The missing script is a wrapper around several maintainer tools, designed to warn users if a maintainer tool is required but missing. Typical maintainer tools are autoconf, automake, bison, etc. Because file generated by these tools are shipped with the other sources of a package, these tools shouldn't be required during a user build and they are not checked for in configure.
However, if for some reason a rebuild rule is triggered and involves a missing tool, missing will notice it and warn the user, even suggesting how to obtain such a tool (at least in case it is a well-known one, like makeinfo or bison). This is more helpful and user-friendly than just having the rebuild rules spewing out a terse error message like ‘sh: tool: command not found’. Similarly, missing will warn the user if it detects that a maintainer tool it attempted to use seems too old (be warned that diagnosing this correctly is typically more difficult that detecting missing tools, and requires cooperation from the tool itself, so it won't always work).
If the required tool is installed, missing will run it and
won't attempt to continue after failures. This is correct during
development: developers love fixing failures. However, users with
missing or too old maintainer tools may get an error when the rebuild
rule is spuriously triggered, halting the build. This failure to let
the build continue is one of the arguments of the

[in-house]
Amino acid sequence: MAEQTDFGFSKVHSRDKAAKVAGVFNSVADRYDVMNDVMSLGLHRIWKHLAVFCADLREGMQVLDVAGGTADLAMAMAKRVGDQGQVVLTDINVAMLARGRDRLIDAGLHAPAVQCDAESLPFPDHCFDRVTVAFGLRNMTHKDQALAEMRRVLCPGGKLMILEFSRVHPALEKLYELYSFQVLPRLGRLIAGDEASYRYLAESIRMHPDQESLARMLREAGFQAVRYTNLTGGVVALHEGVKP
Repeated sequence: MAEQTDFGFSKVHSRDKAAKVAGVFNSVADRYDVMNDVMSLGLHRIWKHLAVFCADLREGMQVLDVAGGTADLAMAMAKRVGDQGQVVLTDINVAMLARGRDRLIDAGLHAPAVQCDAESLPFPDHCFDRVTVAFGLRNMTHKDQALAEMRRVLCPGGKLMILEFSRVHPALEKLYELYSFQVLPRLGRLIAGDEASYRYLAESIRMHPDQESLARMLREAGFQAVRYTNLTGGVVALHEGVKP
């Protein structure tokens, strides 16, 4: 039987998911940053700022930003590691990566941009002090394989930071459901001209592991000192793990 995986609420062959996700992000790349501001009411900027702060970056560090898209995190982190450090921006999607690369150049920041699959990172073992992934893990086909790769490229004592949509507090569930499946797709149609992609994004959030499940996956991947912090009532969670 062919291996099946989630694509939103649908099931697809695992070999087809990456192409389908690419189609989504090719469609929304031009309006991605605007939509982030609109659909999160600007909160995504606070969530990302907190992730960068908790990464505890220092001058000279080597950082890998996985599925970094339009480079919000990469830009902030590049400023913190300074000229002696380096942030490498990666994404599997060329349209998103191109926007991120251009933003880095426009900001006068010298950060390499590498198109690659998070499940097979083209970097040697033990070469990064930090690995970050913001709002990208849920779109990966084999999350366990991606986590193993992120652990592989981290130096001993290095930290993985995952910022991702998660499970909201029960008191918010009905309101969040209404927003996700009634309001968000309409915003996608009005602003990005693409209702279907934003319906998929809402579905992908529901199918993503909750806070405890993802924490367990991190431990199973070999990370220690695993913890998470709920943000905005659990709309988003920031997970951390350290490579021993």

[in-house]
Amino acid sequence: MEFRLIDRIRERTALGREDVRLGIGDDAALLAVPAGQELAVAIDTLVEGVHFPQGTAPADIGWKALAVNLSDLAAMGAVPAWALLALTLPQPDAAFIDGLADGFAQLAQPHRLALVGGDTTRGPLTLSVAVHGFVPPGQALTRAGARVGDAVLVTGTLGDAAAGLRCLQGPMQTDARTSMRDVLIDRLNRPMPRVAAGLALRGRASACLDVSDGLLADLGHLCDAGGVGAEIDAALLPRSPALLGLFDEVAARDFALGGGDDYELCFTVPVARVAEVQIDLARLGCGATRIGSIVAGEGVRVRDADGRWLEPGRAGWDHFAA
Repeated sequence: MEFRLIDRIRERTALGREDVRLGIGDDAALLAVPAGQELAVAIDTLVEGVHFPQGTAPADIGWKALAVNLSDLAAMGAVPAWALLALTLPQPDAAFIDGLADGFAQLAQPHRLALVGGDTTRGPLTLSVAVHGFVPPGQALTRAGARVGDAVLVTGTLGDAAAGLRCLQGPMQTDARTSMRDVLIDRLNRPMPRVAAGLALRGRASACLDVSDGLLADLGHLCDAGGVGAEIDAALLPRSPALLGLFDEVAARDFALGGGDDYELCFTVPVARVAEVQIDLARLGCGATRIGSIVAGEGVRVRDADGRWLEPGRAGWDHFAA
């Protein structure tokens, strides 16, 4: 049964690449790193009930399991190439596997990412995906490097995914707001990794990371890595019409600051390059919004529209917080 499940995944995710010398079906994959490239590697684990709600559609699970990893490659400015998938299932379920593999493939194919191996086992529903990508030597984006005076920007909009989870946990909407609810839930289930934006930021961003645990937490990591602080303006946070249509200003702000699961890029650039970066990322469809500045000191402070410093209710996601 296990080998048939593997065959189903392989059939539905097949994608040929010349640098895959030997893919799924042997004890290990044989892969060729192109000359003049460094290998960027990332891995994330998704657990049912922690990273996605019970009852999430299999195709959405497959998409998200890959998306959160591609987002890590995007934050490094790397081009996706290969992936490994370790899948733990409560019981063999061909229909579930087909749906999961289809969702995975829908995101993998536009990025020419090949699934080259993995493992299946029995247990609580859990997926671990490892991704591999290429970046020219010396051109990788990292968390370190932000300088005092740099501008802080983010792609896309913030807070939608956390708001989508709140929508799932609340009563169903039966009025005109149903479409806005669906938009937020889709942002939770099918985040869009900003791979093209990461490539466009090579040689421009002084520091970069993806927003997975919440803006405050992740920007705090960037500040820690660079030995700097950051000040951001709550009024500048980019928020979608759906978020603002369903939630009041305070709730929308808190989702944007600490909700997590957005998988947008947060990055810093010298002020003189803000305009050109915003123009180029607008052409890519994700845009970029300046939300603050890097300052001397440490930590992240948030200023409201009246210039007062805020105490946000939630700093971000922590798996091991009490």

AM_MAINTAINER_MODE allows you to choose whether the so called
"rebuild rules" should be enabled or disabled. With
AM_MAINTAINER_MODE([enable]), they are enabled by default,
otherwise they are disabled by default. In the latter case, if
AM_MAINTAINER_MODE in configure.ac, and run
‘./configure && make’, then make will *never* attempt to
rebuild configure, Makefile.ins, Lex or Yacc outputs, etc.
I.e., this disables build rules for files that are usually distributed
and that users should normally not have to update.
The user can override the default setting by passing either ‘--enable-maintainer-mode’ or ‘--disable-maintainer-mode’ to configure.
AM_MAINTAINER_MODE either because they do not want their
users (or themselves) annoyed by timestamps lossage (see CVS), or
because they simply can't stand the rebuild rules and prefer running
maintainer tools explicitly.
AM_MAINTAINER_MODE also allows you to disable some custom build
rules conditionally. Some developers use this feature to disable
rules that need exotic tools that users may not have available.
Several years ago François Pinard pointed out several arguments
AM_MAINTAINER_MODE macro. Most of them relate to
insecurity. By removing dependencies you get non-dependable builds:
changes to sources files can have no effect on generated files and this
can be very confusing when unnoticed. He adds that security shouldn't
be reserved to maintainers (what --enable-maintainer-mode
suggests), on the contrary. If one user has to modify a
Makefile.am, then either Makefile.in should be updated
or a warning should be output (this is what Automake uses
missing for) but the last thing you want is that nothing
happens and the user doesn't notice it (this is what happens when
rebuild rules are disabled by
Jim Meyering, the inventor of the
AM_MAINTAINER_MODE macro was
swayed by François's arguments, and got rid of
AM_MAINTAINER_MODE in all of his packages.
Still many people continue to use
it helps them working on projects where all files are kept under version
control, and because missing isn't enough if you have the
wrong version of the tools.